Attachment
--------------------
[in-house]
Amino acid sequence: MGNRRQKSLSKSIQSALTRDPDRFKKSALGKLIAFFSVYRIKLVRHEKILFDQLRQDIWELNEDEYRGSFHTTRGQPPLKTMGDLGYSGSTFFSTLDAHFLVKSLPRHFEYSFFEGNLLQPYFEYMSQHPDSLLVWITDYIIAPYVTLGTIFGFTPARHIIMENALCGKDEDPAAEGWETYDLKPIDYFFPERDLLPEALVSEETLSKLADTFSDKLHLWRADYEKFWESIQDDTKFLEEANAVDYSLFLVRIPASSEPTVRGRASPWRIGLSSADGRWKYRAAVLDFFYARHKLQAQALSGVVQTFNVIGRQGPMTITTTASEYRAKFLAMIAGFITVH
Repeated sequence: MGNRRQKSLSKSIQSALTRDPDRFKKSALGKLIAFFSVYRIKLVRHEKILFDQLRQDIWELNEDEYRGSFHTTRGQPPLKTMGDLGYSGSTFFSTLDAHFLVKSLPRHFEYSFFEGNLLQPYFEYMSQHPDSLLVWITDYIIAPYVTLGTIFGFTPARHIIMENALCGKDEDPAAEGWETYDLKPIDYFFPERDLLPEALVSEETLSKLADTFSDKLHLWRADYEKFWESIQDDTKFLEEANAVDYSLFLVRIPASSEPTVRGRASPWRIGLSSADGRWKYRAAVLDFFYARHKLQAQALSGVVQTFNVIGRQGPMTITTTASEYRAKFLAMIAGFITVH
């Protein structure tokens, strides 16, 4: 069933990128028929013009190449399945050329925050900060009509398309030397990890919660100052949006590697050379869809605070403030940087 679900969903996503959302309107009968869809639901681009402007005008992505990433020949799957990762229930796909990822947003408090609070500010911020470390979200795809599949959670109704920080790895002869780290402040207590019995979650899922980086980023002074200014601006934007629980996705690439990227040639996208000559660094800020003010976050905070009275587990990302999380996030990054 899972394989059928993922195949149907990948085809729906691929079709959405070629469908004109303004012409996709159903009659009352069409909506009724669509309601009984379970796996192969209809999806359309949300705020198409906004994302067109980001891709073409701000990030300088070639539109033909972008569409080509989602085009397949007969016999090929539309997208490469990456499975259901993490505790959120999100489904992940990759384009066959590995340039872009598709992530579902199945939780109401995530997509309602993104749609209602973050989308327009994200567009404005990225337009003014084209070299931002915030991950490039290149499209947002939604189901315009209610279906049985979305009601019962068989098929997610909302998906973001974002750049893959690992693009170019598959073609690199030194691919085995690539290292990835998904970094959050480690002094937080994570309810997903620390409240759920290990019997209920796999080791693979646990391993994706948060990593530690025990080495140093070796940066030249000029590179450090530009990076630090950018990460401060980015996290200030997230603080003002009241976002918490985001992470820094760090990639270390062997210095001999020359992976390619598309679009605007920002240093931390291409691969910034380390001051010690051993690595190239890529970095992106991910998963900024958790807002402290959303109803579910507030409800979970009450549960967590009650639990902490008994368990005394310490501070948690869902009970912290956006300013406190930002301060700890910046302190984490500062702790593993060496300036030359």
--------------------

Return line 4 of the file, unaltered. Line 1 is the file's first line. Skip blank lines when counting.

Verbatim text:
């Protein structure tokens, strides 16, 4: 069933990128028929013009190449399945050329925050900060009509398309030397990890919660100052949006590697050379869809605070403030940087 679900969903996503959302309107009968869809639901681009402007005008992505990433020949799957990762229930796909990822947003408090609070500010911020470390979200795809599949959670109704920080790895002869780290402040207590019995979650899922980086980023002074200014601006934007629980996705690439990227040639996208000559660094800020003010976050905070009275587990990302999380996030990054 899972394989059928993922195949149907990948085809729906691929079709959405070629469908004109303004012409996709159903009659009352069409909506009724669509309601009984379970796996192969209809999806359309949300705020198409906004994302067109980001891709073409701000990030300088070639539109033909972008569409080509989602085009397949007969016999090929539309997208490469990456499975259901993490505790959120999100489904992940990759384009066959590995340039872009598709992530579902199945939780109401995530997509309602993104749609209602973050989308327009994200567009404005990225337009003014084209070299931002915030991950490039290149499209947002939604189901315009209610279906049985979305009601019962068989098929997610909302998906973001974002750049893959690992693009170019598959073609690199030194691919085995690539290292990835998904970094959050480690002094937080994570309810997903620390409240759920290990019997209920796999080791693979646990391993994706948060990593530690025990080495140093070796940066030249000029590179450090530009990076630090950018990460401060980015996290200030997230603080003002009241976002918490985001992470820094760090990639270390062997210095001999020359992976390619598309679009605007920002240093931390291409691969910034380390001051010690051993690595190239890529970095992106991910998963900024958790807002402290959303109803579910507030409800979970009450549960967590009650639990902490008994368990005394310490501070948690869902009970912290956006300013406190930002301060700890910046302190984490500062702790593993060496300036030359």